‘Doctor Who’ breaks glass ceiling with female lead

Caroline Lozano/ Staff Writer

For the first time since its launch in 1963, the BBC has chosen female actress Jodie Whittaker to play the lead character of the popular sci-fi program “Doctor Who.”

The casting choice is a historic feat since The Doctor has been played by male actors for the show’s entire 36 season run.

Whittaker, who previously starred in the BBC crime drama “Broadchurch,” has expressed excitement on playing the thirteenth incarnation of the iconic character while also telling fans “not to be afraid of [her] gender.”

Unfortunately, sexism still has a beating heart in the world of television.

The immediate backlash from the announcement proves that certain fans just can’t wrap their minds around a female lead, citing the casting as proof of the BBC’s descent into “political correctness.”

Recently, one nationally published paper, The Sun, has even attempted to discredit Whittaker by publishing a scathing editorial along with nude stills from the actress’s previous works.

However, despite the negative reactions, I see Whittaker’s assumption to the role as a time of celebration for all women on the small screen and especially in the science-fiction and fantasy genre.

Of course, other television programs such as “Game of Thrones” have also featured strong female characters, both in lead and supporting roles.

In fact, new female leads are appearing “with increasing regularity” in movies and television, according to BBC News.

Surprisingly, it is the science-fiction and fantasy genre that’s reportedly paving the way for these types of roles.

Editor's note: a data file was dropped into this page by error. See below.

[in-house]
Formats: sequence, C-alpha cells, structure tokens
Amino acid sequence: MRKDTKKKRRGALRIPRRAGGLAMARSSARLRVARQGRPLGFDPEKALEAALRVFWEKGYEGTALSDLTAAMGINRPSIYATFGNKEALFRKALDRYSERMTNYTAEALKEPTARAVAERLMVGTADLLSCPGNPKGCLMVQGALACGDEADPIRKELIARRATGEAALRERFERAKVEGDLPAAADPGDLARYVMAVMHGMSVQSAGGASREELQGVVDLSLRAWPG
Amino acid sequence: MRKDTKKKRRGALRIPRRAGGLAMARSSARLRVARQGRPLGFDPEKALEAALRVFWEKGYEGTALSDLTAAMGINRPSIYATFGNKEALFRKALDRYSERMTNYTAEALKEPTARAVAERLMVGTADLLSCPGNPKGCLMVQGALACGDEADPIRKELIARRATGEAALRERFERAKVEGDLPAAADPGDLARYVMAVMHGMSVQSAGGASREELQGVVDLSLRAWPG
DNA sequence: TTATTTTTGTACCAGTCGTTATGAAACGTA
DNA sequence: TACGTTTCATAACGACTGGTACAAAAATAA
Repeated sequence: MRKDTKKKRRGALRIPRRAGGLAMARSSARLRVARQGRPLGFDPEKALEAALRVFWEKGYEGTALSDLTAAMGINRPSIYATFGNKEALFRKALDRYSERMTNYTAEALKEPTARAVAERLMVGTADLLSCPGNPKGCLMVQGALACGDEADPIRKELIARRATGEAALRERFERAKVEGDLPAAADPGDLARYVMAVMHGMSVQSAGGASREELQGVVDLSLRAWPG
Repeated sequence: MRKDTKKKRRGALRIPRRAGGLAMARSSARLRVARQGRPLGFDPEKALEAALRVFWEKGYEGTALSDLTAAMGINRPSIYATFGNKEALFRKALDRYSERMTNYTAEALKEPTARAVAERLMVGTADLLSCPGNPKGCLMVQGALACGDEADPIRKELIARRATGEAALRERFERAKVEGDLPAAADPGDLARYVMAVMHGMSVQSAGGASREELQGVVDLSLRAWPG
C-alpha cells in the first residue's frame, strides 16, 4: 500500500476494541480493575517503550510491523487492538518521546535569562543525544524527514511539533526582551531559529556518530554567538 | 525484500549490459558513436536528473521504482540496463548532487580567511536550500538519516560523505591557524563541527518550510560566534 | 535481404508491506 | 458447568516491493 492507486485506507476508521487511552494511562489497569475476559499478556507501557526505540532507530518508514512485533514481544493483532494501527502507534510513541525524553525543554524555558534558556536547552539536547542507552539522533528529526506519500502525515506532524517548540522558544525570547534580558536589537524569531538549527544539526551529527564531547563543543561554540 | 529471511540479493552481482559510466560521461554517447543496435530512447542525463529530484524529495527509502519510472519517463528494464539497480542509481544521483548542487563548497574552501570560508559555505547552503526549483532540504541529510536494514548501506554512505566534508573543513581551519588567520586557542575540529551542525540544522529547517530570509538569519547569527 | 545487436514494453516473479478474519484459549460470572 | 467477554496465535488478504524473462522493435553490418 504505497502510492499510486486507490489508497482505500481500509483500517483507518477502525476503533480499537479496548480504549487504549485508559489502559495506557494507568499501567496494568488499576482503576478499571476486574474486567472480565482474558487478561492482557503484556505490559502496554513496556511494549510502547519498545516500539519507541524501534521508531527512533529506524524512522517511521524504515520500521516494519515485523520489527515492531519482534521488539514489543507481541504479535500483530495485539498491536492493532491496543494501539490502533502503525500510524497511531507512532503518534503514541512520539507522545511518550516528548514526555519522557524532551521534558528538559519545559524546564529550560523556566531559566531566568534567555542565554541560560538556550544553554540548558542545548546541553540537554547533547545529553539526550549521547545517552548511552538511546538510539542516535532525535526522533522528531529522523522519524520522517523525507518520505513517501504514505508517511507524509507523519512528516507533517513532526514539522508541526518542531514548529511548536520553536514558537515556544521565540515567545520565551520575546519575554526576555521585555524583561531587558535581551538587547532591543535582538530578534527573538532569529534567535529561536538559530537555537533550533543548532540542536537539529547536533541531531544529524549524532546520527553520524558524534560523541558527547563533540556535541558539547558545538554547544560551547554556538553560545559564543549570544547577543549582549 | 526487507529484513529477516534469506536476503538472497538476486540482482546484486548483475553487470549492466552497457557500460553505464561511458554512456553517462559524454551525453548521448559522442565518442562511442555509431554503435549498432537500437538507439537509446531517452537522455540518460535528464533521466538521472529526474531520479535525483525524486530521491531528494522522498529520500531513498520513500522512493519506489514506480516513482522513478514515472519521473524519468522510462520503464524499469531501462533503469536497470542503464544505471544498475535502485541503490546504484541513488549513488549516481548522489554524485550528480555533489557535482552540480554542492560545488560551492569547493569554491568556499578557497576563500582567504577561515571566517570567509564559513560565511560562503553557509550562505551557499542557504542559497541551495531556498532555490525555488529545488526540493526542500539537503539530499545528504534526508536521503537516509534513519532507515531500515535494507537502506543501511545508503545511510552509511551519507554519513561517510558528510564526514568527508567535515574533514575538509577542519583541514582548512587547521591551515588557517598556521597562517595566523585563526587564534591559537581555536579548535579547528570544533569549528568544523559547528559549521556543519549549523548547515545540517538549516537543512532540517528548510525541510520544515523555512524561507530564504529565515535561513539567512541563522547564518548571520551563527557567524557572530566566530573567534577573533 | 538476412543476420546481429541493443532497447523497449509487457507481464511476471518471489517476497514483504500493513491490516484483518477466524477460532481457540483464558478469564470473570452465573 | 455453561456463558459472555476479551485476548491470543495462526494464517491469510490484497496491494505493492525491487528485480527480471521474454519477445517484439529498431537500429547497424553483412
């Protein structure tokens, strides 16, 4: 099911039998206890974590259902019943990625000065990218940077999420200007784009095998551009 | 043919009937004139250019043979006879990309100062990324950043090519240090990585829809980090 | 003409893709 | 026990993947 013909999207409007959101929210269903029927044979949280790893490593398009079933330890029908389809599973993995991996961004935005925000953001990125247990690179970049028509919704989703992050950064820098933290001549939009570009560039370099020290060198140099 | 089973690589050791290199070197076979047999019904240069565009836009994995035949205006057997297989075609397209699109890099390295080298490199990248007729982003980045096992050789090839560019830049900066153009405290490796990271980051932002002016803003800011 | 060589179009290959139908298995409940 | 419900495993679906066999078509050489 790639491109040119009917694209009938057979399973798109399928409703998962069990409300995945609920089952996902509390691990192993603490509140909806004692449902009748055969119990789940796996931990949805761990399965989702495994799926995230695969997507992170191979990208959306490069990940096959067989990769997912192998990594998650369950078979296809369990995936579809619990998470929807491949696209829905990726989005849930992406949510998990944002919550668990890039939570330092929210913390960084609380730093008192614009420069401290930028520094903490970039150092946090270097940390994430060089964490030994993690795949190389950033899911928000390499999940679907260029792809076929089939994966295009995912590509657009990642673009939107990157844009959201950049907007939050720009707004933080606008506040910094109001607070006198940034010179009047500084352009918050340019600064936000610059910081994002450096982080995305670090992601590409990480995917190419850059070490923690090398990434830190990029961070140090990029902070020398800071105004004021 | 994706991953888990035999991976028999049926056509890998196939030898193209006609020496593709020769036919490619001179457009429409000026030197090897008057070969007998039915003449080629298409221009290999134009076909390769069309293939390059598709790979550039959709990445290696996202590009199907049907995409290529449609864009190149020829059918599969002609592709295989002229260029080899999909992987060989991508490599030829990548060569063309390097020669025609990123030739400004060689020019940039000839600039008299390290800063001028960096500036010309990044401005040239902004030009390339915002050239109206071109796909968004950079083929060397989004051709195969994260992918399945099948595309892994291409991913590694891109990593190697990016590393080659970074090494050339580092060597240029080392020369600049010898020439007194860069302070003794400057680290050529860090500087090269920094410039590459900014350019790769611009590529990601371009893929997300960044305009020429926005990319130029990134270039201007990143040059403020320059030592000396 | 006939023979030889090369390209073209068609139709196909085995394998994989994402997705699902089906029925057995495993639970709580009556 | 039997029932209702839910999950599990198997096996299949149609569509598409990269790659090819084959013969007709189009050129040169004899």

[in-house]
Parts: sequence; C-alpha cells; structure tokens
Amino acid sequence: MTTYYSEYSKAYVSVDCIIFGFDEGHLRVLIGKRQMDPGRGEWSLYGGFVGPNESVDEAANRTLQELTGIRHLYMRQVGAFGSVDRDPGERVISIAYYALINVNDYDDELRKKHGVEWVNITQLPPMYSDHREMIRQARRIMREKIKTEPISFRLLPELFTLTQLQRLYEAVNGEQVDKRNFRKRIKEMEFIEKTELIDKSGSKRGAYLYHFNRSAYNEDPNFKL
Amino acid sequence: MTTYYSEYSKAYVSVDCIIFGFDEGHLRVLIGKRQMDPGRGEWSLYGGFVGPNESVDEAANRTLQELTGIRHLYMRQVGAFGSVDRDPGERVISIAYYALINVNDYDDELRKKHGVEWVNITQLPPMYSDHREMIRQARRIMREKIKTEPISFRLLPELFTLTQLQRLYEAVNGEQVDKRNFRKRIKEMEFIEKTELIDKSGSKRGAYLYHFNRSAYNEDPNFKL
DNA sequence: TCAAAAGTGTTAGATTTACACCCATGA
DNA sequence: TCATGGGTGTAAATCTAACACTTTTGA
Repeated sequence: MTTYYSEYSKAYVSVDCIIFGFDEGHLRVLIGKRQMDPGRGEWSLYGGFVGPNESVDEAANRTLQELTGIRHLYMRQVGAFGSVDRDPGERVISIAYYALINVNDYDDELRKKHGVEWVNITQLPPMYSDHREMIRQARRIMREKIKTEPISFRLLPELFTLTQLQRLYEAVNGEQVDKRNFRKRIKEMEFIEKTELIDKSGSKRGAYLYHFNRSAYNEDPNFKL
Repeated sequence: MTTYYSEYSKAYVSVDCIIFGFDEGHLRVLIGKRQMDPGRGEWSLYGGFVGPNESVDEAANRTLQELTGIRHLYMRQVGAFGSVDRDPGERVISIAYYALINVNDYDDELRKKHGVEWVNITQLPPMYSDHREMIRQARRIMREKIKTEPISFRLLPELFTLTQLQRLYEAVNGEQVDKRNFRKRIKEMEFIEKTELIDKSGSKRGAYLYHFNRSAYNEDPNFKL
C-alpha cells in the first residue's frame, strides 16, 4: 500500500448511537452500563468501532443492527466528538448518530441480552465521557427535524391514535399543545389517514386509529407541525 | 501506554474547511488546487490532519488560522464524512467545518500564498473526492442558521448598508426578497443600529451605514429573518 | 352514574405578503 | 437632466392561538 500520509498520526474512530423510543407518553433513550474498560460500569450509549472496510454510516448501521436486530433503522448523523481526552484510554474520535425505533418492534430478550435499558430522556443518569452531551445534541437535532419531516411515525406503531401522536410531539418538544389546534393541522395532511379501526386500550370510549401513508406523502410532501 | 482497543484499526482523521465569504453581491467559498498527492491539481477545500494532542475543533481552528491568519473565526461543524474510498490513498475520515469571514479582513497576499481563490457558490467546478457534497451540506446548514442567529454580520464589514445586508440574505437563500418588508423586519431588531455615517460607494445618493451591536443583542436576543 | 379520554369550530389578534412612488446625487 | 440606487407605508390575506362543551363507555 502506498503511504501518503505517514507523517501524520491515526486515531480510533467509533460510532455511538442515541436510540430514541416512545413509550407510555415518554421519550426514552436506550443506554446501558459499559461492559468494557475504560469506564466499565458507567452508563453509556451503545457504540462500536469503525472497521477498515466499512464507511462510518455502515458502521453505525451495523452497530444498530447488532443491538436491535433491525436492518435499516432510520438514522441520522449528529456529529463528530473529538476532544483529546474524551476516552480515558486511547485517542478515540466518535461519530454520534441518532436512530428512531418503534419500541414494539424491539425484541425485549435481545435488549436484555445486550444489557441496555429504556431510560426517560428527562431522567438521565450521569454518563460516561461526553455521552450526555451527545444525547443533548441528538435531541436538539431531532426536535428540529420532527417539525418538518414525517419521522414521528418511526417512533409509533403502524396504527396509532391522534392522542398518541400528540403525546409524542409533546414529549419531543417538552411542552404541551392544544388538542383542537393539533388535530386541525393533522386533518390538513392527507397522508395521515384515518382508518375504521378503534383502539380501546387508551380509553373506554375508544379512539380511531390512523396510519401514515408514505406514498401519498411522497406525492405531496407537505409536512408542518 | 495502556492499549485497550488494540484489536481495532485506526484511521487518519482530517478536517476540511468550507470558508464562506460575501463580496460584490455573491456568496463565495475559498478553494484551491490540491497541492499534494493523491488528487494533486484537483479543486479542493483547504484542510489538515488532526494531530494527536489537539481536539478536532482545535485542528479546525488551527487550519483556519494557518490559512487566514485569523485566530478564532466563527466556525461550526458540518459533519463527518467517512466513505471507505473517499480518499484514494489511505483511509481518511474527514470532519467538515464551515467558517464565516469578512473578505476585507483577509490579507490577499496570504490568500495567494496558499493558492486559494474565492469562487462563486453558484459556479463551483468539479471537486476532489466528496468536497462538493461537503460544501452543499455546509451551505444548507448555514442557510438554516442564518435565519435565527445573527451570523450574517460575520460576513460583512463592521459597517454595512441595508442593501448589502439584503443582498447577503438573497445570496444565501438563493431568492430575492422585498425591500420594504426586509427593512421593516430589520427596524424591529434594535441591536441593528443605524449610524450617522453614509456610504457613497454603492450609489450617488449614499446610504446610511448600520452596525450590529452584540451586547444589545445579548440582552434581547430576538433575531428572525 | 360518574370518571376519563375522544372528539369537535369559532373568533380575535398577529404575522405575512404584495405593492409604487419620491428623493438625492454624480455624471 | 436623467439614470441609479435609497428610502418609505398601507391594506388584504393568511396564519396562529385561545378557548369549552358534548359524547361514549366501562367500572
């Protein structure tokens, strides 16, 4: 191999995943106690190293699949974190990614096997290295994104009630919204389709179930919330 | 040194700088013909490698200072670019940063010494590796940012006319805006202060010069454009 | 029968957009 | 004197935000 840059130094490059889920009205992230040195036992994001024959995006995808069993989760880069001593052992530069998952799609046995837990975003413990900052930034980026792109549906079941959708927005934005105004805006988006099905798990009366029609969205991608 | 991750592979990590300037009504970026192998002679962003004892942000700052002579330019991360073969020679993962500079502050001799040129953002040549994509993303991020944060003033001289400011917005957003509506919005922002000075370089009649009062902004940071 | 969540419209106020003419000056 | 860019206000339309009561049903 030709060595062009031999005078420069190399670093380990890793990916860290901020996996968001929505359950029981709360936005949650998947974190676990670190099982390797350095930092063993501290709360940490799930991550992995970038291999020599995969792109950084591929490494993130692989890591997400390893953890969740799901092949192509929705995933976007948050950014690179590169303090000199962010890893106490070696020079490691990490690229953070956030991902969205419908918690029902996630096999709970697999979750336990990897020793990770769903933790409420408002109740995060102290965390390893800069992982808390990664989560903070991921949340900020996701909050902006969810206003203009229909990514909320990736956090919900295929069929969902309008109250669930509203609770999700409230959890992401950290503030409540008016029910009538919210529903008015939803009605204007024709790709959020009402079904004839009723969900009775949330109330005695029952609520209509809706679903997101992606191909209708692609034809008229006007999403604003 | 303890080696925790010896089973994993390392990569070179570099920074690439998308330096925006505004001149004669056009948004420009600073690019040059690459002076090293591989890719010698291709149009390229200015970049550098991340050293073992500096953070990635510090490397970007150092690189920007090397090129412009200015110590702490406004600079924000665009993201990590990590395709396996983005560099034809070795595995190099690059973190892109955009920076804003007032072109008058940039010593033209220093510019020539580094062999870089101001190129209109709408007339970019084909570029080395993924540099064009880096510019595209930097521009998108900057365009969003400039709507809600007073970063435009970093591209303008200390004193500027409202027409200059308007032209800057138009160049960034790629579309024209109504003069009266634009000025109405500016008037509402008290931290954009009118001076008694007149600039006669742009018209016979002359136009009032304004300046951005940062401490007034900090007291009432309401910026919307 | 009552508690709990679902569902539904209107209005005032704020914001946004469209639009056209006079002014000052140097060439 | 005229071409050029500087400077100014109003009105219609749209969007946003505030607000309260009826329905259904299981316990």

In this genre, female characters have mostly been featured in supporting or minor roles, usually helping or being saved by the male characters.

They are also depicted as either beautiful or physically strong, but never both. If the woman is the latter, her gender becomes muted, as stated in Salon.

Other programs on television haven’t fared better in their portrayals of women, though there have been improvements in recent years.

For once, a woman is finally able to play a highly respected character who possesses intelligence and strength without having her gender reduced.

She doesn’t have to be a character that only women can look up to.

Male fans can also find qualities they can admire or relate to in this new incarnation in the same way female fans have done so for decades with the male incarnations of The Doctor.

More of these roles are becoming available for actresses on the big and small screen, which is more than inspiring.

The times are changing whether people want it to or not, and I’m ecstatic that the industry and the show are moving forward rather than being left behind.  



The opinions presented within this page do not represent the views of Panther Press Editorial Board. These views are separate from editorials and reflect individual perspectives of contributing writers and/or members of the University community.


Photo taken from Flickr.

About the Author

Caroline Lozano
Caroline Lozano is a senior pursuing a Bachelor's degree in English. She enjoys writing, reading, traveling, listening to music (especially The Beatles), attending cons, and watching movies/shows on Netflix. One of her goals is to become an accomplished writer of novels and short stories. Caroline is also fluent in Spanish.

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